Book of Circus Header

Review: Black Butler: Book of Circus (Blu-Ray)

Black Butler is one of those oddities that somehow successfully combines ridiculous moments that are just so… anime, and profound scenes that can leave you speechless. Rounded off with action that places you on the edge of your seat, it’s not a stretch to say that this series is a masterpiece. However, that term is subjective, and I am well aware that Black Butler is definitely not for everyone. Many people will easily be turned off by the often jarring bouts of silliness mixed in with the serious and dark tone of the show. That being said, if you have a group of friends that you can suspend your disbelief with and simply enjoy the ride, then Black Butler easily becomes one of the most outrageously amazing anime available.

Moving away from the series as a whole, Book of Circus is easily the best of what the show has to offer. Introducing a whole new cast of intriguing characters and a relevant plot taken from the manga, altogether mixed with the already established dark humour that the series is known for, I can only fault it on the fact that it’s only ten episodes long. Technically the third season of Black ButlerBook of Circus confusingly takes place shortly after the mid-point of season one. In a similar vein to Fullmetal Alchemist creating BrotherhoodBook of Circus picks the anime back up at the point it diverted from the manga. Although causing the majority of the first season and the entirety of the second season to become redundant, I have high hopes for the future of the series.



The unsuspecting backdrop of 19th century England is victim to numerous shady dealings. Most recently, a great number of children have been reported missing, with the movements of a travelling circus strangely coinciding with the locations of these reports. As the kind monarch she is, Queen Victoria hates to see anything besmirch her wonderful society and so enlists the Phantomhive family to clean up any unseemly messes. As the Queen’s “guard dog” it is Ciel Phantomhive’s duty to delve deep into the Victorian underworld, putting himself in harm’s way in order to attend to the Queen’s wishes. Of course, having employed the help of a literal demon butler reduces much of the risk, and it’s only a matter of time before Ciel inevitably gets to the bottom of whatever mystery he pursues.

It’s surprising just how well the colourful characters of Black Butler thrive in the dark, gritty setting of Victorian era London, yet somehow it works. Personally, anime that uses this combination always stick out in my mind. Off the top of my head, Akame ga Kill is another example of vibrant characters thrown into a very dark situation, but in much the same way that Black Butler does, the two juxtaposing ideas meld together with ease. There’s just something innately captivating about the portrayal of such happy looking people as being obscenely twisted. The actual animation of Book of Circus in particular is a great mix of over the top and straight up intense; being both comedic and action-filled, often all at once.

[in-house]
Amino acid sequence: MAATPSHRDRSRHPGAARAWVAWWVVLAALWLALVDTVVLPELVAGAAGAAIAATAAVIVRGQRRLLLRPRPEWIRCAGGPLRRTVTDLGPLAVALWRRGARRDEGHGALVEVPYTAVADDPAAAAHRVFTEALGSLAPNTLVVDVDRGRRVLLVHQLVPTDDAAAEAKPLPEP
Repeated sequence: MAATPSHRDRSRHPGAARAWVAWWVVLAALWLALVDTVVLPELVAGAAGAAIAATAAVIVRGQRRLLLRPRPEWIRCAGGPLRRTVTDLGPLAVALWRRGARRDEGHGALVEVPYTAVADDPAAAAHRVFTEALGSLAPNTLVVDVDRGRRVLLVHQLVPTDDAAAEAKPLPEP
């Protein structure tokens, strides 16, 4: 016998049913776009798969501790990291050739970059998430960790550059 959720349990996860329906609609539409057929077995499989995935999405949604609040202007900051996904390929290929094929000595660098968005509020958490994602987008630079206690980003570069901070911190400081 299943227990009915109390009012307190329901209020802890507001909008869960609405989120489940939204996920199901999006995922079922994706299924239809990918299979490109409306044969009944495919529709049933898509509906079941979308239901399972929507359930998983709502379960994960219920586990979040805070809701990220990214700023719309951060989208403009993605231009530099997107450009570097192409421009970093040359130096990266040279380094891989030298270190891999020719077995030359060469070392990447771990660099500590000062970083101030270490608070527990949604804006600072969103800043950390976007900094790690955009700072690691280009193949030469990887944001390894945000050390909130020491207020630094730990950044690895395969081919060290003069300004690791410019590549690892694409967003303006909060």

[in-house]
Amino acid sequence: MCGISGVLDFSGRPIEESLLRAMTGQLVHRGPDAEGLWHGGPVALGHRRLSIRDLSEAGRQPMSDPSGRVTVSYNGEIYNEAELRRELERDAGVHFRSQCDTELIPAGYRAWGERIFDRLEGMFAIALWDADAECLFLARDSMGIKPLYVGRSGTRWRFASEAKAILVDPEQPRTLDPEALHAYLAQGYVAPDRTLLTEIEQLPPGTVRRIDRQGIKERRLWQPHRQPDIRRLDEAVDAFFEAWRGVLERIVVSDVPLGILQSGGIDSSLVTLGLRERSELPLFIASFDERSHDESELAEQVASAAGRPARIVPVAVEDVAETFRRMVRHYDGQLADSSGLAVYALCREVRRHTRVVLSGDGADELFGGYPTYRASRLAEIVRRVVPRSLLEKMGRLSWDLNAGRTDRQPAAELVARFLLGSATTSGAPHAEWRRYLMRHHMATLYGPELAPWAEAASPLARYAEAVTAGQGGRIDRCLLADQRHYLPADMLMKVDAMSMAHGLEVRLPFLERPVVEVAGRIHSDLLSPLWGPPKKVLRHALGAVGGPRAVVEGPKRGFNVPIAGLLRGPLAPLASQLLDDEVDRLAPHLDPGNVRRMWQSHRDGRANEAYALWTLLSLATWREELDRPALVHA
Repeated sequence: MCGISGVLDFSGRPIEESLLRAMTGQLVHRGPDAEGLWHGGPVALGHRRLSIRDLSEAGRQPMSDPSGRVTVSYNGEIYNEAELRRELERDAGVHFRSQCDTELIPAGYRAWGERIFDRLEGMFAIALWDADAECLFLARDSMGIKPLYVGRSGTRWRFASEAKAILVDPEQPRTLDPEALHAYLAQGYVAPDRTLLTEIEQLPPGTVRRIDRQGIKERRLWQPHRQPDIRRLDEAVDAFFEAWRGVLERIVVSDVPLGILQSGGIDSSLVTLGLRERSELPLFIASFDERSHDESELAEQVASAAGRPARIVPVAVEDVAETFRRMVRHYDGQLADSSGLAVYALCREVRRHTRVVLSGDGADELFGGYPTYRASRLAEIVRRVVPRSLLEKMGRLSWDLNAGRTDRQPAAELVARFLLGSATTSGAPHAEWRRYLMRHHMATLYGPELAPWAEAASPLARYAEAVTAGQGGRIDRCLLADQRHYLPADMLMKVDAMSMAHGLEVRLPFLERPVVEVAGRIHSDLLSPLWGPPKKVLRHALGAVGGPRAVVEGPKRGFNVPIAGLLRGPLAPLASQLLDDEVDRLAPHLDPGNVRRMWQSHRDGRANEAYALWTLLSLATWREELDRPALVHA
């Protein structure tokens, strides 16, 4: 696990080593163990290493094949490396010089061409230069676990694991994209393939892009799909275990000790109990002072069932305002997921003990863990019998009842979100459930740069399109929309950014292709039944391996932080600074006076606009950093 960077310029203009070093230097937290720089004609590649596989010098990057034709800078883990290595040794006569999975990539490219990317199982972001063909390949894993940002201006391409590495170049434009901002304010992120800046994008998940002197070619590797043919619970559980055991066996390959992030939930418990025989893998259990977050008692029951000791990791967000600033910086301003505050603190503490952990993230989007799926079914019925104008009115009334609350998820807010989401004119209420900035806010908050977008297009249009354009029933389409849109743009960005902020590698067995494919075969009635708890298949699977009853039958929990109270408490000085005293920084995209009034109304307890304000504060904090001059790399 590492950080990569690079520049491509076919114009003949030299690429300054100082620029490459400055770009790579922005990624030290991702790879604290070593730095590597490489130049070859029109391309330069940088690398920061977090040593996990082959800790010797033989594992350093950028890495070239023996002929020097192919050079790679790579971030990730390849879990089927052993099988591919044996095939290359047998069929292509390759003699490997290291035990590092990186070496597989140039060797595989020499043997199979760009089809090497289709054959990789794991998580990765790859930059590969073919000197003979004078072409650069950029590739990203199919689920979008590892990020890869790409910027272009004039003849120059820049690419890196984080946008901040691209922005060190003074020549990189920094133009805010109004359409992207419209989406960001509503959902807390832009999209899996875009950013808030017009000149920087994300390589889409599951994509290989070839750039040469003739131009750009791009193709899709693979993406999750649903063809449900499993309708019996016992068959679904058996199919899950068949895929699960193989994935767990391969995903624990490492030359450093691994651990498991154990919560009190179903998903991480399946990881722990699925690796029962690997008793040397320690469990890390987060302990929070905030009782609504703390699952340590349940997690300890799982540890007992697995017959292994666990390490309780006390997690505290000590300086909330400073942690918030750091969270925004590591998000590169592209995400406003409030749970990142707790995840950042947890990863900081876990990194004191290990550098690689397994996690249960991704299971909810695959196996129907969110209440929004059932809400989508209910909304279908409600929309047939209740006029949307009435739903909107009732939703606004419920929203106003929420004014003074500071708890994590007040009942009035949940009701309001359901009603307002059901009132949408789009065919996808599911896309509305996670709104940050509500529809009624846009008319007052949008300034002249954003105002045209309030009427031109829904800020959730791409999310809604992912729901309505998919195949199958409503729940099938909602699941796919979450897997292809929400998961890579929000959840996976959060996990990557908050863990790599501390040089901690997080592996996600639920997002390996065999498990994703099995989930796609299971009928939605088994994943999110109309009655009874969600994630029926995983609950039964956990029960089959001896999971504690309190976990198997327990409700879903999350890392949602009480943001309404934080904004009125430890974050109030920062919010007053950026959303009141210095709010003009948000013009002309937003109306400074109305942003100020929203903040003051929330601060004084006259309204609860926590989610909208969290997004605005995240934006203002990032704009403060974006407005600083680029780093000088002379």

Having already been hooked by the tone set in the first episodes, I found the characters introduced throughout to be absurd and annoying, and I love them all. With Ciel and Sebastian being more of an exception than a rule, the colourful designs attribute greatly to the personalities and interactions that are so prominent throughout the series. In most cases it would be left at that; the side characters aren’t required to be anything more than comedic relief. However, Black Butler takes that extra step by creating all characters with more to them than meets the eye, and I applaud them on this effort. It’s nice when a series’ main character goes through hardships while exploring their haunting past, but when someone who initially seems to have no bearing to the plot also has a meaningful development and backstory I value it a whole lot more.

One of the downfalls of the original two seasons was the fact that the story eventually diverged from the manga’s plot line and instead created its own. Although it wasn’t bad, it was disheartening to think that what was happening wasn’t canonically correct in regard to the manga, as well as the fact that there wasn’t anything more to look forward to after the end. The introduction of Book of Circus alleviates this and leads the show to be something more meaningful, which is greatly appreciated. The direction that the anime is going in, drawing now from the manga’s story, also gives me hope that the show will continue for some time to come. The story itself is great, but it’s hard to elaborate on something so short without spoiling anything.



I’ve seen a wide array of nonsensical anime in my time, and Black Butler sits very close to the top of the list in terms of quality. The show’s case is helped immensely by the fact that it displays a substantial plot alongside the witty exchanges between characters. Specifically in the case of Book of Circus. If nothing else, Black Butler prominently features some of the best worst voices ever. The grating cockney accents of the servants and the shrill noises that come out of some of the nobility are oddly charming. With the success that Book of Circus had, it would be great to see the manga arcs continue to be adapted for anime, hopefully with the same amount of effort put in.



Radness scale:

A review copy was provided by Madman Entertainment to the author for the purpose of this review.